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Insolvency Amendment Bill passed

Hon Simon Power
Minister of Commerce

30 October 2009
Media Statement

Insolvency Amendment Bill passed

A bill that prevents fraudulent debts from being written off was passed by Parliament last night, Commerce Minister Simon Power said today.

The Insolvency Amendment Bill amends the Insolvency Act 2006, and ensures that the integrity of the personal insolvency process, or No Asset Procedure, is maintained by preventing people from discharging debts that were acquired fraudulently.

"The No Asset Procedure was introduced in December 2007 as an alternative to bankruptcy, and essentially writes off debts of up to $40,000 for people who are in financial difficulty," Mr Power said.

"The No Asset Procedure is there to help people who find themselves in financial distress, and who have no realisable assets, to pay off debts. It was not meant to write off debts that have been obtained fraudulently, or to reward dishonesty.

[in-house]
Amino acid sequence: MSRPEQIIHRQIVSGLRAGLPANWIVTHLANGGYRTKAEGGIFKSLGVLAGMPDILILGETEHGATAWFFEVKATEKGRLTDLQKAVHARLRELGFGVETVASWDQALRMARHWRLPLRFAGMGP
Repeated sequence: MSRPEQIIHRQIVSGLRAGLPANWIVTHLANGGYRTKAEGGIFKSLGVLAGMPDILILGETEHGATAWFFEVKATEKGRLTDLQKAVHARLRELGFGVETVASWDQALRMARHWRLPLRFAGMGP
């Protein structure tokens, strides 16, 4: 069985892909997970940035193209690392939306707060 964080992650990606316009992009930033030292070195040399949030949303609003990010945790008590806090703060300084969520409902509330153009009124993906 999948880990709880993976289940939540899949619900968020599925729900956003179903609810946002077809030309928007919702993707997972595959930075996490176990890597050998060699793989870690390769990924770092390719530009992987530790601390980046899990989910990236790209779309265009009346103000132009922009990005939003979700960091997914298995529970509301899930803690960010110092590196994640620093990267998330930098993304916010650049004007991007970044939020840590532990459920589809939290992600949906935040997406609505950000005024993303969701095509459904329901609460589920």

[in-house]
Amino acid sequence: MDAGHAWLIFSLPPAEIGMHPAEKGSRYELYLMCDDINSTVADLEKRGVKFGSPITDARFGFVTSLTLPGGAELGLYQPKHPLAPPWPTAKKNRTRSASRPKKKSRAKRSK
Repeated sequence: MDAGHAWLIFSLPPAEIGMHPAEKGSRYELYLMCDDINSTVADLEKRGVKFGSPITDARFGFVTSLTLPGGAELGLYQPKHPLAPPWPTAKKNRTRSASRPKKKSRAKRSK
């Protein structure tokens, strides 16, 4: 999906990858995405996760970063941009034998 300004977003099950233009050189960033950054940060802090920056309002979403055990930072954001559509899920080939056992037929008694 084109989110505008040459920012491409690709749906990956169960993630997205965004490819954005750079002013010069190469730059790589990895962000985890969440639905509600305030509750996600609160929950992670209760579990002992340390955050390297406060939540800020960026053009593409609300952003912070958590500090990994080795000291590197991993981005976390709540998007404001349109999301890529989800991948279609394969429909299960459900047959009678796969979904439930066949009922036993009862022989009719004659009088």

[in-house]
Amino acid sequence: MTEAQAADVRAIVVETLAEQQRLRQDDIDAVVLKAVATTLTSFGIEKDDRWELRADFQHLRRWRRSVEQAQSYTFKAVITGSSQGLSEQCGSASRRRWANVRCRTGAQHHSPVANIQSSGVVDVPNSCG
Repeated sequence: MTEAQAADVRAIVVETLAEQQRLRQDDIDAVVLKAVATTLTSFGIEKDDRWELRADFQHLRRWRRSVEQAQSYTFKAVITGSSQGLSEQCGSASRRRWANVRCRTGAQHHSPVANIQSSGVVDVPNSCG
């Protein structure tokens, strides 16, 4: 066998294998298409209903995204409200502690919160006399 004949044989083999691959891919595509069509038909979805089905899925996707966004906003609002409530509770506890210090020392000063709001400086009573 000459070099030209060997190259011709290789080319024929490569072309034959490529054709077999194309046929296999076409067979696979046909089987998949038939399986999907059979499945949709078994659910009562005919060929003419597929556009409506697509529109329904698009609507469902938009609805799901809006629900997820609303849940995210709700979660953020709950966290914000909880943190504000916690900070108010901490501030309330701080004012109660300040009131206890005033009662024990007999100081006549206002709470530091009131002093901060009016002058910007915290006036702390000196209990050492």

"The bill also strengthens the insolvent gift provisions. This allows gifts which have been made before bankruptcy to avoid payments to creditors, to be recovered

"The experience of the Official Assignee has shown that it is within the two-year period leading up to a bankruptcy that most debtors shift their assets to trusts, family members, and friends, to avoid paying the debts they are responsible for.

"Any asset or money recovered will be added to the general pool of assets and funds for distribution to all the creditors, according to their pre-insolvency entitlements."

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The length of time that information on No Asset Procedure debtors is retained on the public register will also be increased.

Currently, these public registers are searchable online for one year for No Asset Procedure, and seven years for bankruptcy.

No Asset Procedure debtors will now remain on the public register for a total of five years, and those debtors who have been through multiple insolvency processes will have their details permanently retained on the public register.

ENDS

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